Where Millennial Parents Are Shopping for Their Kids—and Why

Millennial research, Millennial insight, Millennial marketing, Gen Z research, Gen Z marketing, Gen Z insight, youth research, youth marketing

Millennial parents’ spending power is only growing year to year, and they’re already an influential consumer group—with distinctive preferences. So where are they going to buy products for their families? We asked, and have their top store ranking…

Last year, we told you to recalibrate your expectations for Millennial spending habits in anticipation of one big change many of them are about to face: parenthood.  As time goes by, that advice is only becoming more true. As a generation, Millennials control a massive chunk of change. In 2017, Millennials spent an estimated $200 billion, and Forbes predicts that in 2018 they will have the most spending power of any generation. With so many of them on the path to parenthood, a large portion of this cash will likely be spent on their kids. According to data from Crowdtap, about 80% of 18-35-year-olds are on track to become parents in the next decade, and in 2015, 90% of children were born to a Millennial mom. According to Ypulse’s own data, 23% of Millennials are already parents. And only 12% of 18-35-year-olds report no interest in having children, leaving 65% who are planning on having kids in the future or are actively trying—a massive demographic with huge spending power. As Advertising Age put it, Millennial moms may have “the greatest lifetime monetary value of any consumer segment in the history of marketing.” (And don’t forget about dads!)

We’ve already seen hints that their family spending has the power to start trends and shift industries. Just one example: FoodDIVE reports that Millennial parents are giving organic products a major boost, and for the first time, baby food was ranked as the top category where consumers thought it was “extremely important” to buy organic. So where are they spending their influential money? In our…

 
 

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The Newsfeed

Quote of the Day: “It's free to walk to work and I get some exercise in.”—Female, 26, NY

Niche beauty brands have blurred gender lines at their core—can large cosmetics companies play catch up without seeming “disingenuous”? Milk Makeup and Fluide have built their brands on being inclusive, but larger brands sometimes strike consumers as hopping on the band wagon when they try to do the same—especially since they created so many of the gender norms they’re now rallying against. The best way for them to get in on the trend? Start by making their hiring process more inclusive both “behind the lens” and in front of it. (Fast Company)

Starbucks thinks the “health and wellness” trend is to blame for declining Frappuccino sales. Despite marketing efforts like the Unicorn Frappuccino, syrupy drink sales are down 3% from last year. However, rivals like McDonald’s and Dunkin' Donuts could be stealing sugary beverage sales from the coffee giant, meaning young consumers’ penchant for healthification isn't necessarily the culprit. In fact, McDonalds recently debuted two new frozen drinks that earning praising on Twitter. (NYPFox News)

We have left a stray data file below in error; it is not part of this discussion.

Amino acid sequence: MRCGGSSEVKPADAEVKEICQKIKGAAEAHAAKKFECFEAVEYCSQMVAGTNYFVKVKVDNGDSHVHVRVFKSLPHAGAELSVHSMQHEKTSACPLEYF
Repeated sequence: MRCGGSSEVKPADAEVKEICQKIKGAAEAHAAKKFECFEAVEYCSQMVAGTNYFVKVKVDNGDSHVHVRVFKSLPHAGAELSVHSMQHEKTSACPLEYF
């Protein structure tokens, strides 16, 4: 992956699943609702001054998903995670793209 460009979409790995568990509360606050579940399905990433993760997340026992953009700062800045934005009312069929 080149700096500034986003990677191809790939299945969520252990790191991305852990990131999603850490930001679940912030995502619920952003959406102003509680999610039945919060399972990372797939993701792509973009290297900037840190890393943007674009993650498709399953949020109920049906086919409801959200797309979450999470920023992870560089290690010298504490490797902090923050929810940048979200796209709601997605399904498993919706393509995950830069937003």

Apple is getting into kids’ content, teaming up with Sesame Workshop for a slate of original shows. Live-action, animated, and puppet-based series will be included in the programming, but Sesame Street itself is not part of the deal. There are no details yet on where Apple will release the shows, meaning they could either shop them to another platform or debut them on their own streaming platform. Considering that Apple has several original program deals in the works, they could be looking to bulk up their own bid in the streaming wars. (Kidscreen)

Twitter and Tumblr posts are getting a new lease on life—as screenshots on Instagram. While young users of Twitter and Tumblr have declined, Ypulse’s Social Media Trackerfound that over half of 13-35-year-olds use Instagram daily. Instagram is the preferred place to post memes, despite many accounts creating their content elsewhere. Why do they switch platforms to post? Instagram’s Discover tab allows faster browsing than Twitter, while Instagram images are displayed in full rather than being cut off, like they are on Twitter. (The Verge)

Eggo sales are down in between seasons of Stranger Things. Yes, the sci-fi series has that much influence on the frozen waffle’s revenue. One Eggo executive explains that they “quickly leveraged the [resulting] consumer engagement” from the show, and it paid off: sales jumped 14% in the fourth quarter of 2017 and 9.4% for the first four months of 2018. However, fewer people are binging the Gen Z & Millennial favorite these days, so Kellogg’s frozen pancakes, waffles, and French toast sales have slowed to just 1.3% year-over-year. (CNN)

Quote of the Day: “I fell in love with trance music.”—Male, 23, NY

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